A kid writes on the wall with permanent market, or carelessly breaks a lamp. Or even a dog chews the leg of a thousand-dollar table.
And so a parent exclaims, “This is why we can’t have nice things.”
I. Remaking the Tablets
This may be somewhat like what God is saying when he says too Moses:
“Cut for yourself two tablets of stone like the first, and I will write on the tablets the words that were on the first tablets, which YOU broke.”
You broke these tablets. This is why we don’t have nice tablets of commandments. You broke them.
But remember it was the people, not Moses, who had broken the actual covenant. They had worshipped the golden calf. Moses, in breaking the tablets, in his anger was only symbolizing what had already happened, what the people had already done.
So Moses smashed the tablets on the ground.
And when God says “Which YOU broke.” I think if I were Moses, I would be saying “Ouch, did you have to bring that up?” Imagine being in Moses’ situation. Yes God, I’m terribly sorry about breaking your tablets.
And perhaps God is thinking “This is why we can’t have a nice nation.” “This is why we can’t have close relationship – you stiff-necked people keep disobeying me and breaking the covenant.
Fortunately, the Lord and Moses together will restore those tablets and God will restore and renew the covenant. He is a God of mercy and of grace. Moses is to cut the tablets out of stone and God will then write the words of the commandments on them.
The first tablets are given from God to Moses. (Exodus 24:12). There is no statement of Moses’s involvement in cutting them. They are totally a production of God. Exodus 32:16 says of the first tablets “the tablets were the work of God, and the writing was the writing of God, engraved on the tablets.”
The second tablets are again written by God, but the stones are cut by Moses.
What are we to make of this? It seems that it is a downgrade in a sense. The first tablets were entirely of God, the second tablets are only partially of God.
But of great importance, the commandments are the same. Though the tablets were broken, God’s law always remains. That which was written on the second set of tablets is the same that was written on the first set, the very Ten Commandments.
II. The Mercy and Grace of God
This remaking of the tablets tells us not only that God’s law is ultimately unbreakable (not in the sense that we do not sin and break God’s laws, but in the sense that God’s law is eternal), the remaking of the tablets tells us not only that God’s law is unbreakable, but it shows us something of his grace and mercy, that God is forgiving though the people have broken his commandments.
Now He is again resetting things; starting over again. He could have left the people at this point, but with Moses’ intercession and reminder to God about his promises, God did relent and then He rewrote the words on the tablets.
In our text then we next find the great mercy and grace of God declared with about every term possible:
God is said to be:
-slow to anger (erek apayim)
-abounding in steadfast love (hesed)
-and faithfulness (emet)
-keepings steadfast love for thousands (of generations) (nasar hesed)
-forgiving iniquity and sin (nasa aon pesa hatta’at)
One of the terms used here is that well-known Hebrew word “hesed.” God’s s steadfast love.
And the term is used twice. Not only is God “abounding in steadfast love” he “continues in steadfast love.”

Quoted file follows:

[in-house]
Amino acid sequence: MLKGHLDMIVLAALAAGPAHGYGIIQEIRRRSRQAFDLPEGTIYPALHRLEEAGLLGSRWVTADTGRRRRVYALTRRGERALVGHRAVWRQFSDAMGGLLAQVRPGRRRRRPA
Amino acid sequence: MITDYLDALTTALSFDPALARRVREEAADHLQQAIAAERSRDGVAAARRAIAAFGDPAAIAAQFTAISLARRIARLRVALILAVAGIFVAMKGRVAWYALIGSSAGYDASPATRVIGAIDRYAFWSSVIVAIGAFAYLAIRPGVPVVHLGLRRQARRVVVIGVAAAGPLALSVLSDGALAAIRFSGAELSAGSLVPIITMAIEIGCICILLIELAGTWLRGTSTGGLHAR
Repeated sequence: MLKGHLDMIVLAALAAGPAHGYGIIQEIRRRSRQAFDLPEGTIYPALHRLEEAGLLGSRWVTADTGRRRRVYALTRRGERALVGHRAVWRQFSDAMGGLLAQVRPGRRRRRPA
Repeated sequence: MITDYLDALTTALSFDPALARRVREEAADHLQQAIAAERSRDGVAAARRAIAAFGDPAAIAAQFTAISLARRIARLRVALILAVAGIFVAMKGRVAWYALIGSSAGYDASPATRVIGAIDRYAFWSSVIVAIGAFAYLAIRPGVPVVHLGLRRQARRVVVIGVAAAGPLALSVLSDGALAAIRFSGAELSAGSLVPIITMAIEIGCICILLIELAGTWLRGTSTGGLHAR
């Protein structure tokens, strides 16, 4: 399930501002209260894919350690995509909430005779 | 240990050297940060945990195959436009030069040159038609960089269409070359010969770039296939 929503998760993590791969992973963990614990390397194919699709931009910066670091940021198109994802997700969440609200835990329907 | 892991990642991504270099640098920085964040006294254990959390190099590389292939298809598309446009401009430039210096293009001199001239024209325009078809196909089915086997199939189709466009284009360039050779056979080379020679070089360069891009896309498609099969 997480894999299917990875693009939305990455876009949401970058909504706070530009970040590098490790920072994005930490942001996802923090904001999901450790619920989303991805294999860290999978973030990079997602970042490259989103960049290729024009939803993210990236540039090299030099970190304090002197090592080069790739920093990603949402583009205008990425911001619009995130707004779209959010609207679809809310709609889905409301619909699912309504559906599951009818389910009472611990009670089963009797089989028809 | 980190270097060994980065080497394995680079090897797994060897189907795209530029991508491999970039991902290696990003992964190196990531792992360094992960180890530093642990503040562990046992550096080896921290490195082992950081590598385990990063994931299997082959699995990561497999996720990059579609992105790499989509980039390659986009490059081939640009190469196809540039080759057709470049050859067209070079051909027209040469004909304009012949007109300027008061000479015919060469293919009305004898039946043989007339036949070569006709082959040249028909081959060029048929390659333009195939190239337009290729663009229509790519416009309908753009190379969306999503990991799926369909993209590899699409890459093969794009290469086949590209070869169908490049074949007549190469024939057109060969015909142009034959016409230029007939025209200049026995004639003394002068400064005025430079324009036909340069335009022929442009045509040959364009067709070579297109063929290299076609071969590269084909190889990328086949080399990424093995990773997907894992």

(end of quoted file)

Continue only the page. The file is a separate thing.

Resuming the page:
All these terms, referring to God’s grace and mercy, are piled up and repeated for our benefit. God really is merciful! God really is gracious! Even to me! Even to you! Though you sins be great, though you sin be repeated a thousand times, God is gracious and merciful, keeping steadfast love and forgiving iniquity.
All these references to God’s grace and mercy outweigh the references here to his justice, but his justice is present as well.
God is indeed very merciful, BUT he “will by no means clear the guilty, visiting the iniquity of the fathers on the children and the children’s children, to the third and fourth generation.”
This, we might call, a generational curse. And no doubt that problems can run in a family. Bad habits, sins, that exist in one generation often proceed to the next. Diseases are hereditary. Even alcoholism and foul language may proceed from father to son and son to grandson. Sometimes the generational curse is more pronounced. Consider the caste system in India. The bottom rung – “the untouchables” – have from generation to generation been the poorest and most ill-treated of all peoples. It is almost entirely unheard for an untouchable to rise up and escape to a better life.
But the generational curse is not an unbreakable curse. The Lord can rescue anyone at anytime from any curse, from any situation, from any evil, no matter how impossible it may seem.
So we find Moses again acting as a mediator to bring about God’s grace and mercy upon his people. Moses says: “If now I have found favor in your sight, O Lord, please let the Lord go in the midst of us, for it is a stiff-necked people, and pardon our iniquity and our sin, and take us for your inheritance.”
III. God Renews His Covenant
And God renews his covenant.
Surely these Israelites are guilty people, are they not? Then why are they not punished? They have terribly opposed the Lord. They made a golden calf and danced and sang in front of it. The deserve the curse of generations.
But … they get … the mercy of God. For He is a covenant God and remembers His covenant and is graceful to his people, forgiving their sins. They are his people not because they haven’t sin, but because he has chosen them despite their sins. And WE are God’s people not because we are holier than other people, but because our gracious and merciful God has chosen us and forgiven our sins.
God then promises to do awesome things in their midst. Surely awesome things have happened throughout the Exodus. There were many miracles in their departure from Egypt. And there will be, God now promises, many miracles in their conquering of the promised land, for God is with them.
God will drive out those living in the land. The Amorites, the Canaanites, the Hittites, the Perizzites, the Hivites, and the Jebusites. God will do that for his people.